Imperial topaz (also called precious topaz) ranges from yellow to yellowish-orange ‘sherry’ colours through pink-oranges to the most desirable orange-red to red colour. There are two theories about the origin of the name ‘imperial topaz’. One is that during the 19th century the pink to red topaz mined in the Ural Mountains was exclusively reserved for the Czars and so acquired the moniker, the other is that it was named in honour of the Brazilian imperial family who had access to the topaz reserves in Minas Gerais. The Brazilian Mino do Capão is currently the only source of imperial topaz, and although topaz crystals can be truly massive, the more saturated orange-red to reds are generally smaller and make up less than 1% of all gem quality topaz produced. Their rarity and beautiful colour allow fine quality imperial topaz to command in excess of $3,500/carat.
Meaning ‘the golden topaz’ this is currently the world’s biggest faceted gem (cut with a flat top, polished faces and a point at the bottom to reflect light and maximise brilliance). Housed in the Spanish Programa Royal Collection, it weighs in at 31,000 carats – that’s 6.2 kilos or 13.66lbs. Unbelievably, the cut gem is only 20% of the weight of the original rough crystal, the rest was lost to produce the intense yellow-brown colour and high clarity. The second and third largest faceted gems are also topaz, namely the American Golden Topaz (22,892.5 carats) and the Brazilian Princess (21,005 carats).
The Whitney Flame Topaz
At a comparatively small, but far more wearable, 48.86 carat the Whitney Flame Topaz with pure, saturated red colour and outstanding clarity is one of the rarest examples of topaz available.
The Russian Pink Topaz Suite
Currently owned by the Swedish royal family the demi-parure was given to Grand Duchess Maria Pavlovna of Russia by her mother on the birth of her first daughter in 1808. The suite was passed down the female line, moving with successive daughters as they married to Germany and then Sweden when Princess Victoria of Baden married the crown Prince of Sweden. On her death Victoria bequeathed the impressive set to a Swedish foundation so they would stay in Sweden, and they have since been extensively used by the subsequent two queens.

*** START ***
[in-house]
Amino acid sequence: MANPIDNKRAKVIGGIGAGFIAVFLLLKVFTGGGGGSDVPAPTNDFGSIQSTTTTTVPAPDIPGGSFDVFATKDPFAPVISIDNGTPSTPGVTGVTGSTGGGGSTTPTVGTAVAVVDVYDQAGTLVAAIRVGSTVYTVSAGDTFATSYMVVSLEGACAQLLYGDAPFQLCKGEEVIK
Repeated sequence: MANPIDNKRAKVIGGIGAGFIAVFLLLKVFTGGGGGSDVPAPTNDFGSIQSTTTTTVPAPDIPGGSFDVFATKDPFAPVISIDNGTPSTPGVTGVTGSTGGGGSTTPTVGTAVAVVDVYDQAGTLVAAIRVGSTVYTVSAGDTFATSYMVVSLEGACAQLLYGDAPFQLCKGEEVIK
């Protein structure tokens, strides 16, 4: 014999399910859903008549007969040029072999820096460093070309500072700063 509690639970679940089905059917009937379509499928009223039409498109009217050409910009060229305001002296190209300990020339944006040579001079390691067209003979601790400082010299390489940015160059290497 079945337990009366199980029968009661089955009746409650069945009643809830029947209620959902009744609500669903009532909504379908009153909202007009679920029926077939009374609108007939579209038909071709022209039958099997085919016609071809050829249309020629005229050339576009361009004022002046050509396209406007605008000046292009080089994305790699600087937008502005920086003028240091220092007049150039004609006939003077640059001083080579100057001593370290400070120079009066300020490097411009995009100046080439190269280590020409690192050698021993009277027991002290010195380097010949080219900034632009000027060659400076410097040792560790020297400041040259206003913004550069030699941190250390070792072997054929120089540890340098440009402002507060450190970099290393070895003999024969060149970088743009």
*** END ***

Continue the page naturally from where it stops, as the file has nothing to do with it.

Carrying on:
Pink topaz parures were also owned by Empress Marie-Louise and Princess Marie of Württemberg.
Citrine is the pale yellow to orange coloured variety of quartz. Before modern gemmology it was not uncommon for all yellow stones to be called topaz, so when a second gemstone was added to each birthstone in the early 1900s, citrine was an obvious choice to accompany topaz. It was also a more affordable option.
Although not now commercially mined, citrine occurs in the highlands of Scotland where it adorned the hilts of Scottish warriors’ daggers. Queen Victoria’s love of all things Scottish was enthusiastically embraced by the populous and Scottish jewellery set with citrine was very fashionable during her early reign.
In particular a shade of brownish-yellow quartz, half way between citrine and smoky quartz and know as a Cairngorm after the mountain range where it occurs, was particularly prestigious. In fact, this same region also produces the rare form of natural pale blue topaz.
Citrine was also very popular during the Art Deco period, although at this time it was the stronger more vivid stones that were preferred. Many of the sirens of the big screen were seen in large and elaborate citrine pieces.
Topaz and citrine at Susan Rumfitt Fine Jewellery
At our gallery in Harrogate we offer topaz and citrine pieces for sale, including the gorgeous rings below (click on the picture to find out more):
Click here to browse our selection of topaz jewellery and here for citrine jewellery or book an appointment for a private viewing of our Gallery Collection.